Dedication to humanity

More and more people are not aware of what is happening around and within them, and millions fall victims of disease and die prematurely just on this account. The commonest every-day occurrences appear to them mysterious and inexplicable. One may feel a sudden wave of sadness and rake his brain for an explanation when he might have noticed that it was caused by a cloud cutting off the rays of the sun. He may see the image of a friend dear to him under conditions which he construes as very peculiar, because only shortly before he had met him in the street or seen his photograph somewhere. When he loses a collar button he gets angry and swears for an hour, being unable to imagine his previous actions and determine where the button was lost. Deficient observation is merely a form of ignorance and responsible for many mental illnesses and the victory of the foolish ideas. There is not more than one out of ten people who does not believe in telepathy and other psychic manifestations, spiritualism and communion with the dead, and who would refuse to listen to willing or unwilling deceivers. Just to illustrate how deeply rooted this tendency has become even among the clearheaded American population I may mention a comical incident.


Shortly before the war, when the exhibition of my turbines in this city elicited widespread comment in the technical papers, I predicted that there would be a race among manufacturers to get hold of the invention, and I had particular designs on that man from Detroit who had an incredible ability to make millions. I was so confident that he would appear one day that I declared this as certain to my secretary and assistants. Sure enough, one fine morning a group of engineers from the Ford Motor Company presented themselves with the request of discussing with me an important project.


"Didn't I tell you?" I remarked triumphantly to my employees, and one of them said, "You are amazing, Mr. Tesla; everything comes out exactly as you predict."


As soon as these hard-headed men were seated I, of course, immediately began to extol the wonderful features of my turbine, when the spokesmen interrupted me and said, "We know all about this, but we are on a special errand. We have formed a psychological society for the investigation of psychic phenomena and we want you to join us in this undertaking." I suppose those engineers never knew how near they came to being fired out of my office.


The greatest men of the time, leaders in science whose names are immortal told me that I had an unusual mind and I focused on the solution of great problems regardless of sacrifice. For many years I have tried to solve the enigma of death, and watched eagerly for every kind of spiritual indication. But only once in my life I had an experience which momentarily impressed me as supernatural. It was at the time of my mother's death. I had become completely exhausted by pain and long vigilance, and one night I was carried to a building about two blocks from our home. As I lay helpless there, I thought that if my mother died while I was away from her bedside she would surely give me a sign. Two or three months before, I was in London in company with my friend, Sir William Crookes.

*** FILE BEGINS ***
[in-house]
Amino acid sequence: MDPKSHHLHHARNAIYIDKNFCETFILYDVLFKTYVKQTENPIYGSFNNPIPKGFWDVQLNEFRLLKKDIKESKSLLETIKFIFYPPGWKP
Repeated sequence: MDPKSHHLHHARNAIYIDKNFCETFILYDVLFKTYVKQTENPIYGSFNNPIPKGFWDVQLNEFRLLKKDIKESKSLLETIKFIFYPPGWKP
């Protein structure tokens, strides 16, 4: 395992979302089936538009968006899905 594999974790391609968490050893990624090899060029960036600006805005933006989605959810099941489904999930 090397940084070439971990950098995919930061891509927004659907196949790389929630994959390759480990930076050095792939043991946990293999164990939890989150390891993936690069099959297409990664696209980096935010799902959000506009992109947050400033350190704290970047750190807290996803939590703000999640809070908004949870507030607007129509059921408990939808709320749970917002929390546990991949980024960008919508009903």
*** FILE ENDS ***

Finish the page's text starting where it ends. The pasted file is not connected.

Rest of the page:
There we discussed spiritualism and I was totally absorbed in these thoughts. Maybe I paid no attention to others because I was listening to his arguments as it was his epochal work on radiant matter, which I had read as a student that made me dedicate myself to the electrical career. I reflected that the conditions for a look into the beyond were most favorable, for my mother was a woman of genius and particularly excelling in the powers of intuition. During the whole night every nerve in my brain was strained in expectancy, but nothing happened until early morning, when I fell asleep, or I fell into a swoon, and I saw a cloud carrying angelic figures of marvelous beauty, and one of them looked at me with love, gradually assuming the features of my mother. The appearance slowly floated across the room and vanished, and I was awakened by an indescribably sweet song of many voices. In that instant a certitude, which no words can express, came upon me that my mother had just died. And that was true. I was unable to understand the tremendous weight of the painful knowledge I received in advance, and wrote a letter to Sir William Crookes being still under the domination of these impressions and in poor health.


When I recovered I sought for a long time the external cause of this strange manifestation and, to my great relief, I succeeded after many months of fruitless effort. I saw the picture of a famous artist, representing allegorically one of the seasons in the form of a cloud with a group of angels which seemed to float in the air, and this had struck me forcefully. It was exactly the same that had appeared in my dream, with the exception of my mother's likeness. The music came from the choir in the church nearby at the early mass of Easter morning, explaining everything satisfactorily in conformity with scientific facts.


That occurred a long time ago, and since I have never had the faintest reason to change my views on psychical and spiritual phenomena, for which there is absolutely no foundation. The belief in these phenomena is the natural outgrowth of intellectual development. Religious dogmas are no longer accepted in their catholic meaning, but every individual clings to believe in a supreme power of some kind. We all must have an ideal to govern our conduct and insure contentment, but it does not matter whether it is religion, art, science or anything else, as long as it has the function of an immaterial force. For the peaceful existence of humanity as a whole it is essential prevailing common comprehension.


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